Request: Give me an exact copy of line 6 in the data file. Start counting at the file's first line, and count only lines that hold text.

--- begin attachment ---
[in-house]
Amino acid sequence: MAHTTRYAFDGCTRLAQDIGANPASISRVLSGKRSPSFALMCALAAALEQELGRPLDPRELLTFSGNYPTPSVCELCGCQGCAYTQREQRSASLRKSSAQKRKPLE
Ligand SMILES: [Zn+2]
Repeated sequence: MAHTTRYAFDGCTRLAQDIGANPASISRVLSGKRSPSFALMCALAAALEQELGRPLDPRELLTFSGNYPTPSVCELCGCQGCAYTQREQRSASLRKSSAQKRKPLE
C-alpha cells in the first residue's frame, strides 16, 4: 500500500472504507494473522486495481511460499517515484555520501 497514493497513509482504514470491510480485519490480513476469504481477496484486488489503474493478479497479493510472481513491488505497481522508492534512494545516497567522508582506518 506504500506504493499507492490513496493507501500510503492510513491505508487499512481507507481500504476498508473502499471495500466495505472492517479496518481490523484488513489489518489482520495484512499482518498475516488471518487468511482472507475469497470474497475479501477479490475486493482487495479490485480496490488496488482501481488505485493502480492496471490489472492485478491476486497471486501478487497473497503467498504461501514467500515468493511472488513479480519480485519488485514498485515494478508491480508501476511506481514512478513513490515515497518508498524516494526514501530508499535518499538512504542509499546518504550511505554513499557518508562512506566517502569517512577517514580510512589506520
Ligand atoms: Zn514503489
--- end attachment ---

Ligand atoms: Zn514503489